• Tolulope Arotile died from head injuries suffered in a car accident
  • Nigerian President Muhammadu Buhari sent condolences to her family 
  • The Nigerian Air Force described Arotile's death as an "irreparable loss" 

The death of Tolulope Arotile, Nigeria's first female combat helicopter pilot, from head injuries suffered in a freak car accident is drawing condolences and tributes from top Nigerian officials and citizens.

The 24-year-old died after being struck by a former school friend who accidentally reversed into her while attempting to greet her. The details of the accident were released in a statement from the country's air force.

Nigerian President Muhammadu Buhari sent condolences to her family and colleagues and said he received the news with "deep pain,” his aide said in a statement.

"The President salutes Arotile's bravery in the field to protect the country from onslaught of bandits and terrorists, assuring that her memory will be indelible, and her efforts remembered," Buhari’s statement read.

The Nigerian Air Force (NAF) pilot had worked against Boko Haram, a jihadist terrorist organization based in northeastern Nigeria, by flying several combat missions. The terrorist group was founded in 2002 when Arotile was a young child. Since then, Boko Haram has killed tens of thousands and displaced millions of people in the region unleashing terror in northern states with the burning of villages and farm settlements.

Their most infamous act was the April 2014 kidnapping of 276 schoolgirls with the intention of selling them into slavery. Arotile would have been a schoolgirl herself when the kidnappings occurred.

Arotile and five other women made history on Oct. 15, 2019, when they were named the first female combat helicopter pilots and dubbed the "NAF Female Pilots of War". They were important in the destruction of Boko Haram and ISWAP terrorists’ strongholds in the northeast part of the country.

The acceptance of women in combat roles in Nigeria got a big boost in 2011 when the then president, Goodluck Jonathan, who served from 2010 to 2015, authorized the training of female officers on combat missions through admission into the Nigerian Defense Academy (NDA). The first female cadets were given the nickname "Jonathan Queens".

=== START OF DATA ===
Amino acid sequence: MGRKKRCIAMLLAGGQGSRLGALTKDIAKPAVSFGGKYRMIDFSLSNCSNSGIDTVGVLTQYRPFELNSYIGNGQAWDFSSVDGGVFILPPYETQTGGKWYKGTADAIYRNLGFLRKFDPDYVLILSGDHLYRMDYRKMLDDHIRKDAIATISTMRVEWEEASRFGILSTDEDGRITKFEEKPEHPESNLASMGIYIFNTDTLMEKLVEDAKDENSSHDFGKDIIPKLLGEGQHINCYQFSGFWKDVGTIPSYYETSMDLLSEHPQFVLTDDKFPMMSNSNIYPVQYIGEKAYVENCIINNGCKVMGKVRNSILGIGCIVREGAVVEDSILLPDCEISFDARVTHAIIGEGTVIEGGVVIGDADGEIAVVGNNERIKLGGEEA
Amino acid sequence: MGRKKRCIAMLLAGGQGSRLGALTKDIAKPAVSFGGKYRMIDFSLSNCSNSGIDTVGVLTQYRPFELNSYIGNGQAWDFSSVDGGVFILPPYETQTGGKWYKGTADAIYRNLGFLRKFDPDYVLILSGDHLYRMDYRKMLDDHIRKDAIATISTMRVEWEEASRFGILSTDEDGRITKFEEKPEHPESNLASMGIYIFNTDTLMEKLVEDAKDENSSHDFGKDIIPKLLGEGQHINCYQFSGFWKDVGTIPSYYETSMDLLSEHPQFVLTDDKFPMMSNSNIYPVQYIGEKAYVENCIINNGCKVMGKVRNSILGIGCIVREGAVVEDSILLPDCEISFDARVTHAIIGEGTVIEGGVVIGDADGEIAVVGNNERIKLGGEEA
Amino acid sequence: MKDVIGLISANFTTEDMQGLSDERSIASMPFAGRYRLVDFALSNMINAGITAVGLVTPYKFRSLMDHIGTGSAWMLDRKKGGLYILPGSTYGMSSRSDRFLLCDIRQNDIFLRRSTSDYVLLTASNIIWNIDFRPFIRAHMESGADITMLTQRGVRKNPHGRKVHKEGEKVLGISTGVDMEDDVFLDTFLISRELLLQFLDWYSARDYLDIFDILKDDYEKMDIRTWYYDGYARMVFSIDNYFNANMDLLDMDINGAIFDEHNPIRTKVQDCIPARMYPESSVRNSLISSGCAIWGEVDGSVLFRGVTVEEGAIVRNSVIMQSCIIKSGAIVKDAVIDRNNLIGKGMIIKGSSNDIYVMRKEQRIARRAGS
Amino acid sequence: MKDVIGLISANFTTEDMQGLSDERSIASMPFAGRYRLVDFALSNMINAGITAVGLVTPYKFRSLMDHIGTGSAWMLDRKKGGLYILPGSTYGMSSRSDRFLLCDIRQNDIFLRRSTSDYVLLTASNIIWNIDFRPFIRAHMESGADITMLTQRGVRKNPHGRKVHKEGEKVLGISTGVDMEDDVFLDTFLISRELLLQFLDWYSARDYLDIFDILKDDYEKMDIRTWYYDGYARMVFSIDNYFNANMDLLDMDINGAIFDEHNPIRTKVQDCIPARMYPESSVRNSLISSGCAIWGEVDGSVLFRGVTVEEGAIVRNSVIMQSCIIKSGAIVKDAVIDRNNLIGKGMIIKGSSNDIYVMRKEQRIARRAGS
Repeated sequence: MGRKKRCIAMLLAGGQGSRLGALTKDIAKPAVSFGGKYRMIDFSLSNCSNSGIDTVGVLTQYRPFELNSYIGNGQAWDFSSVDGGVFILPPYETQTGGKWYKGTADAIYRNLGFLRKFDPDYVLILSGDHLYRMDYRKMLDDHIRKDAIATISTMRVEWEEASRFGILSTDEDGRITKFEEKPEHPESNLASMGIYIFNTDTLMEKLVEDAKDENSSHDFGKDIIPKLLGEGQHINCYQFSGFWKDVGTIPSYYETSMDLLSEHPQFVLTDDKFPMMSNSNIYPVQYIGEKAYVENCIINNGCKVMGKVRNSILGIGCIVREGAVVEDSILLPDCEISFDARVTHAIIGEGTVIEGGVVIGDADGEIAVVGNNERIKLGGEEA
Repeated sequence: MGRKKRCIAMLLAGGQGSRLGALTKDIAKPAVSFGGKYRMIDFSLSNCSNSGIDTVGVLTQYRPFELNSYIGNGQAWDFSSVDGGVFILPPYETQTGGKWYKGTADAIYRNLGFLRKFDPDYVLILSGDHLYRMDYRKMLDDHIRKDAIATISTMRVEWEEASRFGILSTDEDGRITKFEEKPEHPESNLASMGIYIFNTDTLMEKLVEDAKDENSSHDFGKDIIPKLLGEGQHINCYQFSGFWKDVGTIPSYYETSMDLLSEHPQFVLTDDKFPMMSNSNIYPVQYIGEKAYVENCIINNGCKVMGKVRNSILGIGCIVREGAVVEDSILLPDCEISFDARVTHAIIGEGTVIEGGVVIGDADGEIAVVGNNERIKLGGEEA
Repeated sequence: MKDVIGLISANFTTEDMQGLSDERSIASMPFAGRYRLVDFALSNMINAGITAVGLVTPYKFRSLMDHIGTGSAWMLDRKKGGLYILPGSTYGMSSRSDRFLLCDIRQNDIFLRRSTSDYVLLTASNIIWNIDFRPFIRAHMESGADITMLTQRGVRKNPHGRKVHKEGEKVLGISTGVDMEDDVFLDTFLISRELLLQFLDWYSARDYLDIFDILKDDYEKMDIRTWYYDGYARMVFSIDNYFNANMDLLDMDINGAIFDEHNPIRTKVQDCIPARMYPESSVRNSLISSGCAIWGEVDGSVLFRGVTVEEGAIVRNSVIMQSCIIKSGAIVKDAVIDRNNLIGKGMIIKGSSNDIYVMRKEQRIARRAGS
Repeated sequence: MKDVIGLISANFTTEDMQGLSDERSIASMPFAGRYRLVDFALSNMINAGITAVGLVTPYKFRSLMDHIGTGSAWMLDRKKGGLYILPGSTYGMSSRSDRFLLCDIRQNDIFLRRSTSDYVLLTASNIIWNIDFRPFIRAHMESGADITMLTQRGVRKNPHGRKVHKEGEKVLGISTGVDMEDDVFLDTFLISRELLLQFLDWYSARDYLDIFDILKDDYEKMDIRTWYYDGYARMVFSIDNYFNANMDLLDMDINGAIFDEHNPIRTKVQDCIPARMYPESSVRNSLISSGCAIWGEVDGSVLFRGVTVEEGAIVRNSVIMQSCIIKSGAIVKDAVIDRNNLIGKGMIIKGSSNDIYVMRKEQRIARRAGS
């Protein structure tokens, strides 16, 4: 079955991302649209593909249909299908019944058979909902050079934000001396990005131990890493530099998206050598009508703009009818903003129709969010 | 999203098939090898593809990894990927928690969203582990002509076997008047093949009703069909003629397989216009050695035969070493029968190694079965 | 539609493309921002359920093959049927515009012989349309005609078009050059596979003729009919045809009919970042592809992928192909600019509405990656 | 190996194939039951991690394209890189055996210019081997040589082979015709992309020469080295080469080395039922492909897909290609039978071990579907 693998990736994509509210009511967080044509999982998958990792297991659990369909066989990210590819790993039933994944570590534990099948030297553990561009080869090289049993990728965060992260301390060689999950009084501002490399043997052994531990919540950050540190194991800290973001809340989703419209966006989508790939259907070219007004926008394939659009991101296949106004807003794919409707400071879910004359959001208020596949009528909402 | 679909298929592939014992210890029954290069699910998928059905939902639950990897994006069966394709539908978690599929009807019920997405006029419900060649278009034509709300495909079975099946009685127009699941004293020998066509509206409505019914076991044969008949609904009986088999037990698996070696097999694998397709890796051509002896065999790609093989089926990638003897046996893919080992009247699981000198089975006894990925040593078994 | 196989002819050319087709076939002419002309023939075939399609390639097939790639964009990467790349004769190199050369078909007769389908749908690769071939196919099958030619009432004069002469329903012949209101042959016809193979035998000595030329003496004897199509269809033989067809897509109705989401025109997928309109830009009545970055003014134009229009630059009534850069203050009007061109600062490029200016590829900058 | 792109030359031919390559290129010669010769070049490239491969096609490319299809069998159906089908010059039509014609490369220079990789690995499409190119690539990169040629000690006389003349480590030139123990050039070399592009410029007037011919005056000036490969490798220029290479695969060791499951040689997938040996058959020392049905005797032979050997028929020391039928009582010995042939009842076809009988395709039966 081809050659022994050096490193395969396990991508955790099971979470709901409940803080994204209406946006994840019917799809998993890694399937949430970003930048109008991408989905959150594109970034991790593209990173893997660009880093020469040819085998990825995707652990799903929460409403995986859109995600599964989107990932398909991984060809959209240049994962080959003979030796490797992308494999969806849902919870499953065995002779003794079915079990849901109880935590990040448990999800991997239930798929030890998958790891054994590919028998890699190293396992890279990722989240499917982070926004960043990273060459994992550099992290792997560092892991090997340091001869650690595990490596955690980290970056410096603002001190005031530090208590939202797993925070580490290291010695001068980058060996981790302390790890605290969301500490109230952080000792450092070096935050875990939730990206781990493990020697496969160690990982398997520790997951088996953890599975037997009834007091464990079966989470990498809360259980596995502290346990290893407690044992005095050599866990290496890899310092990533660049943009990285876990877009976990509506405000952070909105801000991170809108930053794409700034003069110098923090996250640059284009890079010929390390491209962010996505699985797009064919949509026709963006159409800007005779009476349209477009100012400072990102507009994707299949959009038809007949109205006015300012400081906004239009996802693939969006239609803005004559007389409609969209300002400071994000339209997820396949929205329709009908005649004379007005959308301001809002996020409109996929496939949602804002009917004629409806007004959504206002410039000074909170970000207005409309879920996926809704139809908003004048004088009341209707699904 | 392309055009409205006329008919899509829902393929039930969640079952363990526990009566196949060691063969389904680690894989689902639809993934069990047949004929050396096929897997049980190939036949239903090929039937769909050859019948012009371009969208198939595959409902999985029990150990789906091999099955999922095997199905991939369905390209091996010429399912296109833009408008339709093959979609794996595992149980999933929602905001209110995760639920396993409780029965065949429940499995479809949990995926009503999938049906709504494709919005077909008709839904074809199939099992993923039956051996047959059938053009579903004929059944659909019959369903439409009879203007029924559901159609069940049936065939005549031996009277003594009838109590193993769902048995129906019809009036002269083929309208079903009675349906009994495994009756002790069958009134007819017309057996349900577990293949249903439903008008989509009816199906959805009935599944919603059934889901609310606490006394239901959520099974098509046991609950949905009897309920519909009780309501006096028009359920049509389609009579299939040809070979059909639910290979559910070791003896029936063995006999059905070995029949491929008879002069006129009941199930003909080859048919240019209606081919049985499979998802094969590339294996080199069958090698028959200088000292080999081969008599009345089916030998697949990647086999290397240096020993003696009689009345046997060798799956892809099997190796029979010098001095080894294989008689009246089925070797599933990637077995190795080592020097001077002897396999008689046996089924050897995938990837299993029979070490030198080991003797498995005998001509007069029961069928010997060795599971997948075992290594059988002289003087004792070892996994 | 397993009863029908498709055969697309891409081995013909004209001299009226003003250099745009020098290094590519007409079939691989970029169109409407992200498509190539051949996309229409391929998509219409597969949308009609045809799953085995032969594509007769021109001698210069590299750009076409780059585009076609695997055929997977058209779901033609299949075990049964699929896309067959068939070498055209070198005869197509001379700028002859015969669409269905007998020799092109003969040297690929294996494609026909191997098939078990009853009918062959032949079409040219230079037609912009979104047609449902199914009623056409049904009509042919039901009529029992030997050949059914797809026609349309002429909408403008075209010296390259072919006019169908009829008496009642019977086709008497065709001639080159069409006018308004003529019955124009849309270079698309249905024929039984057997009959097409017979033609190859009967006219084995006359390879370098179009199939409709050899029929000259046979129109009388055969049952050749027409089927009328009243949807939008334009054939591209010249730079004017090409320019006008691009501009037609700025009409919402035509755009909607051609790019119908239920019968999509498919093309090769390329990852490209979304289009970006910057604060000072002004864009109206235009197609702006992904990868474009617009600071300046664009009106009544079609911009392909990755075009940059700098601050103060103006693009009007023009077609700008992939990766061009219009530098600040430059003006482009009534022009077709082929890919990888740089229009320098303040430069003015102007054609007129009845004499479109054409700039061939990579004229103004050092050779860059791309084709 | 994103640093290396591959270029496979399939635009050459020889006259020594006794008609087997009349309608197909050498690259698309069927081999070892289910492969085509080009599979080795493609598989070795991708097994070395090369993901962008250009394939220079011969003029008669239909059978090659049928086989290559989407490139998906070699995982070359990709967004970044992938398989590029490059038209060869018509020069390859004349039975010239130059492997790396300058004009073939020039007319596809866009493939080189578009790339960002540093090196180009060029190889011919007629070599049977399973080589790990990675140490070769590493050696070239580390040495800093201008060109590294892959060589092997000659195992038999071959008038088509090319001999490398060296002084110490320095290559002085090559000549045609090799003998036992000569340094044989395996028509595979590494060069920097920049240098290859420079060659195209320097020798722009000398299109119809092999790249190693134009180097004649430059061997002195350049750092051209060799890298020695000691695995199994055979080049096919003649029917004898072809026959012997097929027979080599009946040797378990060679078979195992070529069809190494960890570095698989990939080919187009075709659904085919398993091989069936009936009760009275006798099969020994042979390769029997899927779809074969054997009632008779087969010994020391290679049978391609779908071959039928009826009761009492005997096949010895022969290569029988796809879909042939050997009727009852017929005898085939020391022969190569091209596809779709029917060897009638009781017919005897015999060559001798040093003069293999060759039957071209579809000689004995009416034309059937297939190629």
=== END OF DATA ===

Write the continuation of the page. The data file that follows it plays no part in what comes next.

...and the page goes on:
There was a setback for female officers in 2017 when the current President Buhari reversed the policy. The likely cause was pressure from the northern part of Nigeria by those opposed to the idea of female combatants. However, using some legal loopholes, Arotile was commissioned as an officer of the NAF before the end of 2017.

The outpouring of condolences from Nigerians and top officials following the tragic accident includes the NAF describing Arotile's death as an "irreparable loss" and that her service to Nigeria was "short but impactful."

Nigeria Boko Haram
Bring Back Our Girls (BBOG) campaigners raise up candles during a candle light gathering marking the 500th day since the abduction of girls in Chibok, along a road in Abuja August 27, 2015. The Islamist militant group Boko Haram kidnapped some 270 girls and women from a school in Chibok a year ago. More than 50 eventually escaped, but at least 200 remain in captivity, along with scores of other girls kidnapped before the Chibok girls. Reuters/Afolabi Sotunde